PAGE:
Did YOU know about the floods in Canada???

During the hot weather last week, I heard a lot on BBC about the heat, rising temperatures, high humidity, the risk of thunderstorms and the floods at Glastonbury. But not even once did I hear about the destructive thunder and lightening storms, hail, tornados and overflowing rivers that my parents have had to live through in southern Alberta (that’s in Canada, in case any BBC employees are reading. The northern part of North America. The second largest country in the world. Where the Queen went recently. The place where England played rugby’s Churchill Cup on Sunday. Ring any bells??).

Mom and Dad had been keeping me updated all week on their situation. Living on a river, the only main source of water for irrigation for miles around, it was looking like they were going to be in dire straights come the end of the week. So, my father being an industrious person, got the tractor out and built a berm around the front of the house (the back being buried in a hillside anyway), as well as making sure all cattle were clear of the projected water line and everything protected that could be. (I must say this was round two of flooding – they were flooded much worse than this in 1997 when the ice jammed on the river and the water was flowing 8 feet deep round both sides of the house…) But, back to the flood at hand. Having had about 9 inches of rain since the beginning of June, expecially in the foothills around Calgary, the rivers in southern Alberta that are sourced in the Rockies were ready to burst their banks. The Old Man River, which runs through Lethbridge, did so earlier in the month, and now the Red Deer River, on which my parents live, was due to do the same. The peak hit my parents’ place on Wednesday, and my dad took this picture soon afterward. If you look at the top left corner, you can see the edge of the trees, which is where the river channel is. Amongst those trees are several cattle pens, a barn, a few wells, and my mom and dad’s house. The buildings you can see are the main farm yard, and the house where Mom and Dad’s hired man, Willie, lives. Everything on the lower level, save the house, was wet. You can see more pictures in the Photo Gallery.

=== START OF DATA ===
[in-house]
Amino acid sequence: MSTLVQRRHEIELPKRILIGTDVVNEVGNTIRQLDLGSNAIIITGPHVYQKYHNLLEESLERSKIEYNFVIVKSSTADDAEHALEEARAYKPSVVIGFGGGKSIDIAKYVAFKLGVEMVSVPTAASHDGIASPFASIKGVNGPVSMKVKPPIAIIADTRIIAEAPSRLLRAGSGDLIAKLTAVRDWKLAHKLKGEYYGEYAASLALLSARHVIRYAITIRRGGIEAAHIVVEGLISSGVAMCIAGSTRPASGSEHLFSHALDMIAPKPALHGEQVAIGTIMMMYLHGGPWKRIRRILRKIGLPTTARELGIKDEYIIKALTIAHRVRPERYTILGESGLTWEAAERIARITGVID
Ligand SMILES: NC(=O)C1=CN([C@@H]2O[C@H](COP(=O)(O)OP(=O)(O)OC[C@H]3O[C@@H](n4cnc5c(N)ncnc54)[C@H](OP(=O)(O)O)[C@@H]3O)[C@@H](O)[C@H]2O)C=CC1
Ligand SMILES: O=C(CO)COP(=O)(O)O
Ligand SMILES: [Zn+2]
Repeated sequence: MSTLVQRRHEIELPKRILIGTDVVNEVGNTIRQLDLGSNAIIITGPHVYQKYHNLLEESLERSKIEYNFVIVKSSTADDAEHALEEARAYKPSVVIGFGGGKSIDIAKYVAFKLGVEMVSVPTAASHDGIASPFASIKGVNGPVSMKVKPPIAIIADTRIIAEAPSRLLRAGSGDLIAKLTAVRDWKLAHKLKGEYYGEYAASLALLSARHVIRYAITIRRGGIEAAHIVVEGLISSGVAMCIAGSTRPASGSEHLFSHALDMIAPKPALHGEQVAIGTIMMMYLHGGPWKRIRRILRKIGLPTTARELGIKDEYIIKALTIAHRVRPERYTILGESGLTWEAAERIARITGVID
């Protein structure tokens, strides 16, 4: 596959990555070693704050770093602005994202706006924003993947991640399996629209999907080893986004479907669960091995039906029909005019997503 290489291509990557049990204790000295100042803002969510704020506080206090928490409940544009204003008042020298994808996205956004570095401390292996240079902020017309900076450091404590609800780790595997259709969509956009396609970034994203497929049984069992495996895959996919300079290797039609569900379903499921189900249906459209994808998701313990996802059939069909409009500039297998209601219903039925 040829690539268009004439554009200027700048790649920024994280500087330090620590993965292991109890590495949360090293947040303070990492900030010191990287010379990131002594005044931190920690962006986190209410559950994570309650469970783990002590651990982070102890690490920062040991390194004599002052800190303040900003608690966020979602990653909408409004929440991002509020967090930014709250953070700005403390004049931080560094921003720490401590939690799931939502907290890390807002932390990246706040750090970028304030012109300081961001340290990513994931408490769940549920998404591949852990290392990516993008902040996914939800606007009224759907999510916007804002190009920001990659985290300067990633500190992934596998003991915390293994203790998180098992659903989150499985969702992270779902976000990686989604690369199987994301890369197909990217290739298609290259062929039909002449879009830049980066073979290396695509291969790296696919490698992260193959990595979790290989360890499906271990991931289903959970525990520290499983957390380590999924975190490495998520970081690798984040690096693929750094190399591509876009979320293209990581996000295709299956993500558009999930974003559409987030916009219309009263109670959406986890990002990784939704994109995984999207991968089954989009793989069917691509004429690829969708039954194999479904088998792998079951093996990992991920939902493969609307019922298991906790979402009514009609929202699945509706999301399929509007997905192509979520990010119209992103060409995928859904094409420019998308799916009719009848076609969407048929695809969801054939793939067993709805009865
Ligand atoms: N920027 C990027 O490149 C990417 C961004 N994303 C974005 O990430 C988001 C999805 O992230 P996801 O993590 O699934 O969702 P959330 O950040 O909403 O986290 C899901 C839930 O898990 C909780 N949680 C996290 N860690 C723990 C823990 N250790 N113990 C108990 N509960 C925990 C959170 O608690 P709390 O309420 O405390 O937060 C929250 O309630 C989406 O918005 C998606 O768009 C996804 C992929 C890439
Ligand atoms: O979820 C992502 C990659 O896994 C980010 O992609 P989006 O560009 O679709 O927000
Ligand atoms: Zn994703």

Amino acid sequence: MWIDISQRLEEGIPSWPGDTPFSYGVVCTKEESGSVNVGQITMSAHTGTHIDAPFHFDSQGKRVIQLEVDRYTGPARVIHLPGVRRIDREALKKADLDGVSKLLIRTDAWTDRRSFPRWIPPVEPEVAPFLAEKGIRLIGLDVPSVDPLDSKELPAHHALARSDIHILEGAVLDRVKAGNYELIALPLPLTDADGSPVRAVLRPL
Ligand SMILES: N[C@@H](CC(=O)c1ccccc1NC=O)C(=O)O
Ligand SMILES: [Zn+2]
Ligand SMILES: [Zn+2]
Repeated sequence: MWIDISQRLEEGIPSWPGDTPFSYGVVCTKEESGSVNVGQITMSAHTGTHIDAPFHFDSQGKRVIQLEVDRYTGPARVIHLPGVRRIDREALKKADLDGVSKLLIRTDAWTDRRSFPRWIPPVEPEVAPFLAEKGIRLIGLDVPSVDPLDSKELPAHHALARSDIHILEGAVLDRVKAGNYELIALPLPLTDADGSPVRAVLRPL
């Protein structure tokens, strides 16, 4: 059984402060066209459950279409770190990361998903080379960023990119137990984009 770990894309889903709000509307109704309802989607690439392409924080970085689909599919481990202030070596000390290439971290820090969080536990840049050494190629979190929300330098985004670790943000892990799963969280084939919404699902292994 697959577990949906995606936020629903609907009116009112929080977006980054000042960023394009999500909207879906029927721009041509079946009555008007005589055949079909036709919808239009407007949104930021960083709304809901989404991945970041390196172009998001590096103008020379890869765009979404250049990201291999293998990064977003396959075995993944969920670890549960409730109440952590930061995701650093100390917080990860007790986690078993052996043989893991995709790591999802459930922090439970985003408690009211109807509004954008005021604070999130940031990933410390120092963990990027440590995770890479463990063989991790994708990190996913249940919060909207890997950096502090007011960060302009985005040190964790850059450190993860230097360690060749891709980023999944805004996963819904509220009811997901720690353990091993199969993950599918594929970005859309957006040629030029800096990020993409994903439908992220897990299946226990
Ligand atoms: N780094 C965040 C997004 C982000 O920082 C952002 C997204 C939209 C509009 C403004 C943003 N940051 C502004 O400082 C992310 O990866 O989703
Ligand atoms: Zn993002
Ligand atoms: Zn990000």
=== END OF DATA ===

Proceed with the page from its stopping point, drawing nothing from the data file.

Flood from Irrigation level

But that wasn’t all. On the ranch that my dad runs for his family at Hilda, Alberta, there was more destruction. About 30 miles away a tornado touched down, damaging a large natural gas plant. Luckily, no one was hurt, but the storm wreaked much more damage than that. On the Hilda place, rain, high winds and hail hit, damaging the house and destroying several outbuildings. This picture, thankfully not from our place and not of an inhabited building, shows what kind of winds were blowing. The metal bit is a granary – an upside down granary – that has been blown into and wrapped around this abandoned house.

Hilda neighbour damage 2

This is what it’s supposed to look like…

Looking at the CBC (That’s Canadian Broadcasting Company…) website, Alberta wasn’t the only province hit by flooding. Saskatchewan and Manitoba have also been badly flooded. Prime Minister Martin has promised flood relief, but that doesn’t help the people who died, or lost all their memories and possessions.

Meanwhile, back at the ranch, all are fine, Mom and Dad’s house didn’t get wet, and the insurance will probably cover the damage to the Hilda house. Hey – it needed new windows anyway! But the problem still remains – Canada doesn’t seem to exist for most Brits. It’s huge – all of the UK would fit into southern Alberta comfortably – but they are generally thought to be an extension of America. Have you seen our money?? It has the Queen on it too! Perhaps you could pay us a little more attention now and again? After all, we did volunteer to fight beside you in World War 2…

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